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The US Oncology Network Helps Practices Thrive Through Strategic Planning
Oncology is dramatically different today than when I entered the field 12 years ago. Practices are experiencing seismic changes in their environment and facing complex issues not previously encountered. While we cannot control the volatile landscape, strategic planning enables practices to prepare for what is coming, to take advantage of opportunities, and to set a direction for the practice that will position them for success.
Building a roadmap to the future
The US Oncology Network (The Network) wants its physicians to do more than just survive. We want them to thrive in our ever-changing world. We place a strong focus on strategic planning by providing structured guidance and access to a wealth of valuable data to aid in decision-making. Our strategic planning process is a team effort that marries resources from the local and corporate levels to provide the most comprehensive package of information, tools, and expertise available. Our model enables us to develop plans to guide practices on their chosen path for three to five years, including detailed, annual action plans to execute on the practice’s overall priorities.
Day-long retreats are held, with planning starting six months in advance. Three months before each retreat, I meet individually with physician leadership and key management team members, gathering input on practice background, overarching concerns, potential strategic opportunities, and other information that helps us build a solid framework for the retreat. A joint committee is formed that is responsible for preparing the intellectual infrastructure. The Executive Director (ED) is intimately involved, as are other appropriate team members. Weekly team calls are held, and we collaborate to develop comprehensive material on market analytics, finance, business development, managed care and other significant topics. The information is extremely detailed, empowering leadership to make informed decisions.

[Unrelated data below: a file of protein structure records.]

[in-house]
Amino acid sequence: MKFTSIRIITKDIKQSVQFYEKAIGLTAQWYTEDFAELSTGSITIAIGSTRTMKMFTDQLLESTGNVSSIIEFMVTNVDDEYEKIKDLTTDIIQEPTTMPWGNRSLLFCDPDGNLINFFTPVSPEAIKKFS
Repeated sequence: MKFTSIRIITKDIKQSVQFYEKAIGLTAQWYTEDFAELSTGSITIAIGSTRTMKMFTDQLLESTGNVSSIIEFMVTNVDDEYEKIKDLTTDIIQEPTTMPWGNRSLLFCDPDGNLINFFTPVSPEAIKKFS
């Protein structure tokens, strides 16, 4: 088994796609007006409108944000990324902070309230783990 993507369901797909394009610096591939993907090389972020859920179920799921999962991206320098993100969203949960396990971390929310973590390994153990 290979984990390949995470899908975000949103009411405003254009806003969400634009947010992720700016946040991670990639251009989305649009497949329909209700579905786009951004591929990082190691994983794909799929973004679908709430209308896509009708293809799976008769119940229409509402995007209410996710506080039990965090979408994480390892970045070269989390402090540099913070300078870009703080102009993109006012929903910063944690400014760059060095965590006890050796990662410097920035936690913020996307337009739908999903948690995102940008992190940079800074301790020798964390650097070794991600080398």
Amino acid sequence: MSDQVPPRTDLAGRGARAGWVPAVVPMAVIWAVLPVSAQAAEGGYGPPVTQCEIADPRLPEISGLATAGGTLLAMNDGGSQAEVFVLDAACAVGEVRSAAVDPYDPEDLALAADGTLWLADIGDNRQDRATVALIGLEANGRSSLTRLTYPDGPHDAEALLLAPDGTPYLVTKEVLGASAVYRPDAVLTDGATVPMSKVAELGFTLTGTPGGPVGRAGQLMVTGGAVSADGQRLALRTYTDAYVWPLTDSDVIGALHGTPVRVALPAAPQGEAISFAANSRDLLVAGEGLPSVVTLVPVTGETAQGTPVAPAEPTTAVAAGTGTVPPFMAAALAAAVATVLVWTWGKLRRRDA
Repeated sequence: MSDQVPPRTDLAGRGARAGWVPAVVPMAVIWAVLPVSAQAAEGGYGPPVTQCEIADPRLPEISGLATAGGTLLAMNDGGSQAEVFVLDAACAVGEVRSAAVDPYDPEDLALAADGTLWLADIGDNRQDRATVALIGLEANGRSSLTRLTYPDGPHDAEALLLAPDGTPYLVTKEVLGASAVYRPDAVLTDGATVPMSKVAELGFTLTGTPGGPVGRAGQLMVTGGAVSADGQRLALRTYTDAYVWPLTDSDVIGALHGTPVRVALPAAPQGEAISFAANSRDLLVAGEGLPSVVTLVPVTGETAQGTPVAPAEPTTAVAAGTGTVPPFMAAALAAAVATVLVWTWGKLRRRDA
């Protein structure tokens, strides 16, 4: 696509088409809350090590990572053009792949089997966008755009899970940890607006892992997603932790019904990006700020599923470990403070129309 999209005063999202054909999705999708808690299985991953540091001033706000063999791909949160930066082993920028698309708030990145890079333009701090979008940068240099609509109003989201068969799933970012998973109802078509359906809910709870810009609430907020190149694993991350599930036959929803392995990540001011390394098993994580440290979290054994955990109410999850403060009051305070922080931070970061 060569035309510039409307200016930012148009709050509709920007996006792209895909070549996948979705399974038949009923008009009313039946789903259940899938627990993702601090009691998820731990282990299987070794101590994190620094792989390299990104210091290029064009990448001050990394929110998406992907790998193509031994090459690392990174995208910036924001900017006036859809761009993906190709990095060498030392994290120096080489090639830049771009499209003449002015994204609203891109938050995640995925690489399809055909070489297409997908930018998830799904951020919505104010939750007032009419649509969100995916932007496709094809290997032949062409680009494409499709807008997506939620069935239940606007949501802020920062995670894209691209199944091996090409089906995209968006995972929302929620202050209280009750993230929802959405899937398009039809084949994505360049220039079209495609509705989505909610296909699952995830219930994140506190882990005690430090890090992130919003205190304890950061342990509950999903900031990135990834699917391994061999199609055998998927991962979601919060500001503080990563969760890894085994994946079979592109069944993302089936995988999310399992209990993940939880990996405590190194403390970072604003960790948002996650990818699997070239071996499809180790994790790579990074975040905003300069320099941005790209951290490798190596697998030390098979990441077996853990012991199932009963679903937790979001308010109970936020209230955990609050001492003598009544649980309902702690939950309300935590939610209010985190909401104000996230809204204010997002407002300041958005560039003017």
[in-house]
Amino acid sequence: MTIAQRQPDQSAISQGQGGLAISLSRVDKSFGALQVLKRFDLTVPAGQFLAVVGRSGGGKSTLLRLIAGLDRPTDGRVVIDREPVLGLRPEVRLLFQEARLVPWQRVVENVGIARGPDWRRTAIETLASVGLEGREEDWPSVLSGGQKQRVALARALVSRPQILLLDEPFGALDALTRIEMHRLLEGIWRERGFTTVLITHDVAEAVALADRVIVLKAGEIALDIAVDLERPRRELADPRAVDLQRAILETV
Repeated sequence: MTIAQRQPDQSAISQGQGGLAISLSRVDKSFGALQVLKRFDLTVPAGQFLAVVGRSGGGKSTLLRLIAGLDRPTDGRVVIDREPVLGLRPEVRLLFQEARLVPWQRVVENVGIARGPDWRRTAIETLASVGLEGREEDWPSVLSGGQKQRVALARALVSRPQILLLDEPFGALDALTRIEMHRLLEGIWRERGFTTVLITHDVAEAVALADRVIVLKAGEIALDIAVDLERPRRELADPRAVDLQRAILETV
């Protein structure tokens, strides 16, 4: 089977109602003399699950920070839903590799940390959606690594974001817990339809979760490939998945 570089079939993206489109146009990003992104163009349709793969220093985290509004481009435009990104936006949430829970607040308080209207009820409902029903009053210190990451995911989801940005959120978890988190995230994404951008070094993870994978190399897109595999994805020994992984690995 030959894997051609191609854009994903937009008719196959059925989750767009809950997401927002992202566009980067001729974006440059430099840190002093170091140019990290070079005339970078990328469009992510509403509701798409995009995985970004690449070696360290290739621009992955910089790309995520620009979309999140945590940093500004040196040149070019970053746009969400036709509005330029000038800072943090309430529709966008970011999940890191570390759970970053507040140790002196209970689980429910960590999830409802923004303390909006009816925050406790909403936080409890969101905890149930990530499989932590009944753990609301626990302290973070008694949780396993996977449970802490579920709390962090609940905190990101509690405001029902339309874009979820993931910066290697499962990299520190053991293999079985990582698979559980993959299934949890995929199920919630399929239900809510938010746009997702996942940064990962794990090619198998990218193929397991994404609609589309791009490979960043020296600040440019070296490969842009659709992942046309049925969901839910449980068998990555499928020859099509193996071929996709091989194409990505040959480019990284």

Our goal during the retreat is to build consensus among the practice physicians and leadership on three to four strategic priorities. Action plans for the first three years are developed for each priority, including a very detailed plan for the first year, as well as a list of staff responsible for various tasks. The regional senior vice president (RSVP) and the ED lead the practice in executing the plans.
Strategic planning is a process that never ends. Each year we revisit the plan to determine if it is still valid, if it needs to be tweaked, or if we need to go back to the drawing board.
Bringing the plan to life
A practice can have the greatest plan in the world, but if there is no structure to ensure action, nothing happens. Following are a few best practices for executing a plan:
- Set realistic timelines
Physician and staff time is limited. Initiatives may have to be prioritized one after the other to ensure proper execution. Dedicate necessary resources.
- Financial resources will need to be budgeted and dedicated (when applicable).
- Stick to the plan
Carefully consider any new ideas that are brought up after the plan is in place. Unless the idea is consistent with the chosen priorities, stay focused on the approved plan and save new ideas for a future plan revision.
Thrive, rather than just survive, with strategic planning
Successful oncology practices will navigate the evolving landscape with a well-thought-out roadmap to guide them on their journey. An old African proverb sums it up perfectly: “Tomorrow belongs to the people who prepare for it today.”